My passion for homebuilt airplanes and sport aviation is very real, and about as deeply rooted as it can get. It's also more diverse than most people's... I was raised with the idea that pretty much anything that flies (and especially if it allows YOU to fly) is something to be passionate about. I guess my tag line here on AirPigz: Hog Wild About Anything That Flies! might make even more sense to you now! So... I present my life long exposure and passion for aviation to you as reason #1 why I should be the new EAA President.
Me at age 11 safely propping our 90hp Breezy homebuilt airplane (Elgin, IL 1972)
Reason #2: I starting propping a homebuilt airplane at age 11
Can you imagine anyone else on the short list for the new EAA President who also starting propping an airplane at just 11 years of age? And it wasn't just any airplane, it was a homebuilt at that! I'm not kidding here... the pictures above prove it. My dad bought the second Breezy ever built (first one built from the plans) around 1972. We lived in West Dundee, Illinois at the time, but the airplane had been built in California in the 60's. It had a 90hp Continental and was actually pretty easy to prop, but still, safely propping an airplane at 11 is pretty impressive! (see my previous post on me propping the Breezy)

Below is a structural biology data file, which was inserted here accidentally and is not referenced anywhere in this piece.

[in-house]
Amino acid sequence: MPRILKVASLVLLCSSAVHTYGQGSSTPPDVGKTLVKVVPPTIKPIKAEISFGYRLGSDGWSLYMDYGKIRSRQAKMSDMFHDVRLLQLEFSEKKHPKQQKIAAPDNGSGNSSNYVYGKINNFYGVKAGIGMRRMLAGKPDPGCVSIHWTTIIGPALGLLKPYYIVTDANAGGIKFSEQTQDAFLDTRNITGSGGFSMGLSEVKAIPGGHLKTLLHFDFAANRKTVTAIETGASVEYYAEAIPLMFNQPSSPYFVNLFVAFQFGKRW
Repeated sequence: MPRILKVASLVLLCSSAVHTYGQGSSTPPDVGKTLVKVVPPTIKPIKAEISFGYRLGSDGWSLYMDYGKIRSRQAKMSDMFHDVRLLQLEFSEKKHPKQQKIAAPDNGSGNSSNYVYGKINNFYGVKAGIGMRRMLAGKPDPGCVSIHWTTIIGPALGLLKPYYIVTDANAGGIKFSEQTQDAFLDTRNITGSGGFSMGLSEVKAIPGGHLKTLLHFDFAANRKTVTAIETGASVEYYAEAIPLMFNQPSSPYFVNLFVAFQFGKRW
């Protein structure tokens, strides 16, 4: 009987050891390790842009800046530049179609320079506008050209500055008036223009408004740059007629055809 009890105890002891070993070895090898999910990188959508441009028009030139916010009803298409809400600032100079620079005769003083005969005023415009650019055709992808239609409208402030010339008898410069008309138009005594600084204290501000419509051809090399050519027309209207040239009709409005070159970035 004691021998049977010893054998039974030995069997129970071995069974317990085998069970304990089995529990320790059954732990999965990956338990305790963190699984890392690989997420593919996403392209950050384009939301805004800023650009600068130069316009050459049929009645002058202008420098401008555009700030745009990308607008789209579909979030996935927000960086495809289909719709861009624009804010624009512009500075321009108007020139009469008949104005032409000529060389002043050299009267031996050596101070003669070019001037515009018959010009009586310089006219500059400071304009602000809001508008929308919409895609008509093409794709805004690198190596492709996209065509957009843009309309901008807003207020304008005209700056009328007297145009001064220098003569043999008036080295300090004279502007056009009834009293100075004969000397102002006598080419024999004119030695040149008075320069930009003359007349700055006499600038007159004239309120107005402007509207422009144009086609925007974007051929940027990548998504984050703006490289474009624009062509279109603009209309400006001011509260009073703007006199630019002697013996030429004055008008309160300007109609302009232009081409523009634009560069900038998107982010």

This Breezy didn't have an electrical system so you had to prop it if you wanted to go flying. My dad didn't see any reason why I shouldn't learn this basic piloting skill at a young age. I sure miss the days when knowing how to prop an airplane was considered a basic piloting skill! Looking back tho, I still have a hard time believing that I did it!
So, reason number 2 for why I should be the new EAA President is my homebuilt aircraft propping history... actually, maybe it's the fact that in the pic above I'm wearing an official EAA blue windbreaker (with the old original logo) that shows even more my unique EAA qualifications : )
Reason #3: My skillset is quite diverse